PotM: Substrates for Fusion (Halo/Snap/Clip)-Tagged Proteins

PotM: Substrates for Fusion (Halo/Snap/Clip)-Tagged Proteins

Published on 25.01.2022

Discover our selection of substrates for Halo-, Snap-, and Clip-tagged proteins bearing different terminal groups suitable for further functionalization, e.g. biotinylation and Click chemistry.

Site-specific protein labeling is a versatile tool for studying protein function and interaction in living cells. Various peptide-based protein tags have been developed. Herein, we are focusing on HaloTag®, SNAP-Tag® and CLIP-TagTM, as well as corresponding substrates offered by Iris Biotech. Those labeling systems enable the specific, covalent attachment of in principle any molecule of choice to a protein of interest.

The HaloTag® is a 33 kDa self-labeling protein tag derived from the haloalkane dehalogenase DhaA from Rhodococcus rhodochrous. Its active site reacts in a nucleophilic attack with chloroalkane linker substrates to form an irreversible bond in the case of the mutated enzyme. The chloroalkane linker can easily be functionalized with a label of choice, e.g. fluorophore, biotin. For the wild-type enzyme, this intermediate would be hydrolyzed, leading to the regeneration of the enzyme.


Schematic illustration of the HaloTag® reaction

The SNAP-tag® is a 20 kDa self-labeling protein tag based on a modified form of the human O6-alkylguanine-DNA-alkyltransferase (hAGT), a DNA repair enzyme. A cysteine residue within the SNAP-tag® undergoes an irreversible reaction with synthetic O6-benzylguanine (BG) derivatives resulting in a covalent thioether bond. The BG moiety can easily be further functionalized with a label of choice, e.g. fluorophore, biotin, generally without affecting the reaction of the substrate with the SNAP-tag®.


Schematic illustration of the SNAP-tag® reaction

The CLIP-tagTM (20 kDa) is a modified version of the SNAP-tag, engineered to react with benzylcytosine (BC) instead of benzylguanine (BG). Thus, properties are similar. CLIP-tagTM- and SNAP-tag®-fused proteins can be labeled simultaneously in the same cells.


Schematic illustration of the CLIP-tagTM reaction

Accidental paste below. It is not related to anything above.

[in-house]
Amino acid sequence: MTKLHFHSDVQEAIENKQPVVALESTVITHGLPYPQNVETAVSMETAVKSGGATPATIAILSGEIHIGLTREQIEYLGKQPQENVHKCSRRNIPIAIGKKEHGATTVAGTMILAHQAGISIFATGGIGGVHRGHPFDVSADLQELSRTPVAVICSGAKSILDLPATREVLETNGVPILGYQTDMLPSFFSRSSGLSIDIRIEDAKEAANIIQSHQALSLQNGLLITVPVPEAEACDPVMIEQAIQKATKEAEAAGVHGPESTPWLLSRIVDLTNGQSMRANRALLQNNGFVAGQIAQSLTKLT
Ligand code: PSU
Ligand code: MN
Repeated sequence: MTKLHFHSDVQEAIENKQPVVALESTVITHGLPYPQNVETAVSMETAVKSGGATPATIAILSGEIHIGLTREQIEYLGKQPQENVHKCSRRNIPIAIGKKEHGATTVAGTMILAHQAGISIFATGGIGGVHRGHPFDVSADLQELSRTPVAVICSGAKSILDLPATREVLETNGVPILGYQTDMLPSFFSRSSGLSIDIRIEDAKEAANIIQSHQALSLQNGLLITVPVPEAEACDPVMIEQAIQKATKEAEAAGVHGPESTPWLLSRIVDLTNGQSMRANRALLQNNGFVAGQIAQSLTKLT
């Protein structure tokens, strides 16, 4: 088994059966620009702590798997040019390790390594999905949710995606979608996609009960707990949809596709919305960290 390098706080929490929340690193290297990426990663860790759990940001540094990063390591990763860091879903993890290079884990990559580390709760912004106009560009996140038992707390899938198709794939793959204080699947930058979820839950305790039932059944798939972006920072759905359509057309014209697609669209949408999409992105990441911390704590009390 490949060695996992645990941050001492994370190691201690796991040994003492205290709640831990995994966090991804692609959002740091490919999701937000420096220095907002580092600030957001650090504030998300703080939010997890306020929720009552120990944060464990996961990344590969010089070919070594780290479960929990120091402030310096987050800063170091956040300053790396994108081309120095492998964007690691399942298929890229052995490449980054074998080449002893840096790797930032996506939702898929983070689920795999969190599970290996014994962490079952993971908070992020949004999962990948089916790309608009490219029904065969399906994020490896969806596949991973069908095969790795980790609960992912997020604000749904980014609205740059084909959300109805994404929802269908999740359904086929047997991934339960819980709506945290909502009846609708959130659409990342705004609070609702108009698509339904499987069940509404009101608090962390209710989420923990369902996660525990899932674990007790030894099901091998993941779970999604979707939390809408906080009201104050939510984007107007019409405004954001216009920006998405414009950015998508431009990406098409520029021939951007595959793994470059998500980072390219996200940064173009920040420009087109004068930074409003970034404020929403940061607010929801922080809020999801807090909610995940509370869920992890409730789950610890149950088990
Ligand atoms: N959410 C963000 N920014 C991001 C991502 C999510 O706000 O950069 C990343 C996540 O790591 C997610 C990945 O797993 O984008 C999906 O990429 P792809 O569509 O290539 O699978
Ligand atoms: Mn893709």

Table summarizing main properties of HaloTag®, SNAP-tag® and CLIP-tagTM.

  HaloTag SNAP-tag CLIP-tag
Origin Haloalkane dehalogenase (Rhodococcus rhodochrous) Human O6-alkylguanine-DNA-alkyltransferase Human O6-alkylguanine-DNA-alkyltransferase
Reactivity Chloroalkane derivatives O6-benzylguanine derivatives Benzylcytosine derivatives
Length 297 amino acids 182 amino acids 182 amino acids
Molecular Weight 33.6 kDa 19.4 kDa 19.4 kDa


Iris Biotech offers a Biotin- (RL-3860) as well as an ICG-functionalized (RL-3830) SNAP-tag® substrate, as well as the corresponding CLIP-tagTM suitable (RL-3840, RL-3870) derivatives. Biotinylated proteins can for example be selectively isolated based on the high affinity towards avidin representing a useful tool for purification, immobilization, and labeling. Indocyanine green (ICG) is a near-infrared fluorescence imaging dye (absorption maximum 800 nm + slight absorption in the visible range; emission maximum 810 nm) approved by the FDA.

As substrates for the HaloTag® various products are offered (see related products), e.g. suitable for further functionalization via Click Chemistry.

You could not find the derivative you are looking for? Please inquire for a Custom Synthesis!

SNAP-tag® is a registered trademark and CLIP-tagTM a trademark of New England Biolabs, Inc. HaloTag® is a registered trademark to Promega Corporation. HaloTag® Technology is proprietary to Promega Corporation.


Site-specific protein labeling with SNAP-Tags; N. B. Cole; Curr Protoc Protein Sci. 2013; 73(30): 1-30. https://doi.org/10.1002/0471140864.ps3001s73.

A general method for the covalent labeling of fusion proteins with small molecules in vivo; A. Keppler, S. Gendrezig, T. Gronemeyer, H. Pick, H. Vogel, K. Johnsson; Nat. Biotechnol. 2003; 21: 86-89. https://doi.org/10.1038/nbt765.

HaloTag: A Novel Protein Labeling Technology for Cell Imaging and Protein Analysis; g: v: Los; L. P. Encell, M. G. McDougall, D. D. Hartzell, N. Karassina, C. Zimprich, M. G. Wood, R. Learish, R. F. Ohana, M. Urh, D. Simpson, J. Mendez, K. Zimmerman, P. Otto, G. Vidugiris, J. Zhu, A. Darzins, D. H. Klaubert, R. F. Bulleit, K. V. Wood. ACS Chem. Biol. 2008; 3(6): 373-382. https://doi.org/10.1021/cb800025k.